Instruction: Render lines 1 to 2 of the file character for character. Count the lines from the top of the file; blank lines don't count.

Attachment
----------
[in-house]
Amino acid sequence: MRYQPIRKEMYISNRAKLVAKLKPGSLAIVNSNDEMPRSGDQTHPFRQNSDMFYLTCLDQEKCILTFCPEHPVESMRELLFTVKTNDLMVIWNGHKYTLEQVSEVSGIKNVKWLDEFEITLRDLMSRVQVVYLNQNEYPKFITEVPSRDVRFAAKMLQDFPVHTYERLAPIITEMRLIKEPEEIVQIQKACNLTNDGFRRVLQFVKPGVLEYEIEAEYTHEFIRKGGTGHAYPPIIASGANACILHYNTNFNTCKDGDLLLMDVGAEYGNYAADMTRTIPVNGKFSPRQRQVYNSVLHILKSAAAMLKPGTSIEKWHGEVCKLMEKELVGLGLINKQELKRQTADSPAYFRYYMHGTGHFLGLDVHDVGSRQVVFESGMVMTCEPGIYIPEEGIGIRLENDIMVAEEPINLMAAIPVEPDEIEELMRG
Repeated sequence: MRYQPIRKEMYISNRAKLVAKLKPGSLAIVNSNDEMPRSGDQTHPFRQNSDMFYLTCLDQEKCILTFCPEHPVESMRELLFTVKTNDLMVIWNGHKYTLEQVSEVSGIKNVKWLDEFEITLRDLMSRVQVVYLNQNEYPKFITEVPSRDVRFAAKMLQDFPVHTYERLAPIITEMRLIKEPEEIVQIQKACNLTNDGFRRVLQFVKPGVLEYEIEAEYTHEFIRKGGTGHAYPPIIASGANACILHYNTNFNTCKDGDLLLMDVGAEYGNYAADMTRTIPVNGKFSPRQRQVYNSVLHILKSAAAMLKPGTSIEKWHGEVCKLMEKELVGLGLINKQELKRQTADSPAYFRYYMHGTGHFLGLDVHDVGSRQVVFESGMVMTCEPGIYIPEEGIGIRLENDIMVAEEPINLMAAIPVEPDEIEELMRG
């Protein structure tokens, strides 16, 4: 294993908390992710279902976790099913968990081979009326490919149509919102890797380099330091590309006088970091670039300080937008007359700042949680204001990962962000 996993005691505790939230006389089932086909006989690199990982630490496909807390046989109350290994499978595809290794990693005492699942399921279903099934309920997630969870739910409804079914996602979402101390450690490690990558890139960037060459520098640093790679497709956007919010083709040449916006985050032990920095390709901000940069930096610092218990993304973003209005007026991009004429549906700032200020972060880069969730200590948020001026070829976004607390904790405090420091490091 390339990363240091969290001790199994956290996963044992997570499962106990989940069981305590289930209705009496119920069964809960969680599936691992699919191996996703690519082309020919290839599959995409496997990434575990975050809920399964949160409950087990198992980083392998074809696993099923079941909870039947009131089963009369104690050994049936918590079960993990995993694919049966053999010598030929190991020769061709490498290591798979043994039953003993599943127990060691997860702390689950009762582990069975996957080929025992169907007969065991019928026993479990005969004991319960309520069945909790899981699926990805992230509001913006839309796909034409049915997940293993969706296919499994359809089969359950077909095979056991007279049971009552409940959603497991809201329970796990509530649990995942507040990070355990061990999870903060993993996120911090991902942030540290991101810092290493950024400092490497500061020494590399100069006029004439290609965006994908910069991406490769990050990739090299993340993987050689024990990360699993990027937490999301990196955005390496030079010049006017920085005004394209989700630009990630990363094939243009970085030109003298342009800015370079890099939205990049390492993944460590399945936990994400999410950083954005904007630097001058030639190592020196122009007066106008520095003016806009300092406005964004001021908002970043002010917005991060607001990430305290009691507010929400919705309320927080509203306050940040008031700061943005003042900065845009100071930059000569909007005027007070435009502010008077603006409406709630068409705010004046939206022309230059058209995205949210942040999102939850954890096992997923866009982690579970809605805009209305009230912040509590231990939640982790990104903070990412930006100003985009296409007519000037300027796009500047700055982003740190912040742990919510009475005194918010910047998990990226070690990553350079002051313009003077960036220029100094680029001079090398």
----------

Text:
[in-house]
Amino acid sequence: MRYQPIRKEMYISNRAKLVAKLKPGSLAIVNSNDEMPRSGDQTHPFRQNSDMFYLTCLDQEKCILTFCPEHPVESMRELLFTVKTNDLMVIWNGHKYTLEQVSEVSGIKNVKWLDEFEITLRDLMSRVQVVYLNQNEYPKFITEVPSRDVRFAAKMLQDFPVHTYERLAPIITEMRLIKEPEEIVQIQKACNLTNDGFRRVLQFVKPGVLEYEIEAEYTHEFIRKGGTGHAYPPIIASGANACILHYNTNFNTCKDGDLLLMDVGAEYGNYAADMTRTIPVNGKFSPRQRQVYNSVLHILKSAAAMLKPGTSIEKWHGEVCKLMEKELVGLGLINKQELKRQTADSPAYFRYYMHGTGHFLGLDVHDVGSRQVVFESGMVMTCEPGIYIPEEGIGIRLENDIMVAEEPINLMAAIPVEPDEIEELMRG